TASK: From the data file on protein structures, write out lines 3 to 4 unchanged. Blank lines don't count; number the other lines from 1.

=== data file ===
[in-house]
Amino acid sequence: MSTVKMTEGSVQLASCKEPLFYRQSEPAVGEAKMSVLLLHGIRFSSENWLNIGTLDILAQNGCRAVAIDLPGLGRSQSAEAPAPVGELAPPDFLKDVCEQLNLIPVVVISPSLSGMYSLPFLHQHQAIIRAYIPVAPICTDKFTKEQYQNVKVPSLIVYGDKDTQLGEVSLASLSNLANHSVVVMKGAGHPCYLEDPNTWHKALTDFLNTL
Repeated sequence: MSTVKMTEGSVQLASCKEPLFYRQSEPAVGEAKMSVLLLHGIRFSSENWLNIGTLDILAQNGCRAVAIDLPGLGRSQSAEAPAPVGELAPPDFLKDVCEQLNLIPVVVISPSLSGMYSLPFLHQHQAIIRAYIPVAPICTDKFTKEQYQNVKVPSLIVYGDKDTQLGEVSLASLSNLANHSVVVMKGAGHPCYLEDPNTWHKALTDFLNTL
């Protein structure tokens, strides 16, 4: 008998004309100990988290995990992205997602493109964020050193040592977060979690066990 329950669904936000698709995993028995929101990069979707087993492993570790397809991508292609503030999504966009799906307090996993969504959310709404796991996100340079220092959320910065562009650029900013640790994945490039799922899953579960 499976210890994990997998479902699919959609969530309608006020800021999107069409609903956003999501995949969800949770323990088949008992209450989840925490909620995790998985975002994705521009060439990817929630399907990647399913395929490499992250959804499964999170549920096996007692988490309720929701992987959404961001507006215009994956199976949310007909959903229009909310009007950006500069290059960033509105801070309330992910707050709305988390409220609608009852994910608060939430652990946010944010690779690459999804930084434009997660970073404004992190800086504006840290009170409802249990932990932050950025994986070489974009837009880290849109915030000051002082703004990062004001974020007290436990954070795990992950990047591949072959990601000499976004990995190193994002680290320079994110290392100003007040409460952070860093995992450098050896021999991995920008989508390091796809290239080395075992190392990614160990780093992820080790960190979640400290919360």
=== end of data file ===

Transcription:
Repeated sequence: MSTVKMTEGSVQLASCKEPLFYRQSEPAVGEAKMSVLLLHGIRFSSENWLNIGTLDILAQNGCRAVAIDLPGLGRSQSAEAPAPVGELAPPDFLKDVCEQLNLIPVVVISPSLSGMYSLPFLHQHQAIIRAYIPVAPICTDKFTKEQYQNVKVPSLIVYGDKDTQLGEVSLASLSNLANHSVVVMKGAGHPCYLEDPNTWHKALTDFLNTL
């Protein structure tokens, strides 16, 4: 008998004309100990988290995990992205997602493109964020050193040592977060979690066990 329950669904936000698709995993028995929101990069979707087993492993570790397809991508292609503030999504966009799906307090996993969504959310709404796991996100340079220092959320910065562009650029900013640790994945490039799922899953579960 499976210890994990997998479902699919959609969530309608006020800021999107069409609903956003999501995949969800949770323990088949008992209450989840925490909620995790998985975002994705521009060439990817929630399907990647399913395929490499992250959804499964999170549920096996007692988490309720929701992987959404961001507006215009994956199976949310007909959903229009909310009007950006500069290059960033509105801070309330992910707050709305988390409220609608009852994910608060939430652990946010944010690779690459999804930084434009997660970073404004992190800086504006840290009170409802249990932990932050950025994986070489974009837009880290849109915030000051002082703004990062004001974020007290436990954070795990992950990047591949072959990601000499976004990995190193994002680290320079994110290392100003007040409460952070860093995992450098050896021999991995920008989508390091796809290239080395075992190392990614160990780093992820080790960190979640400290919360």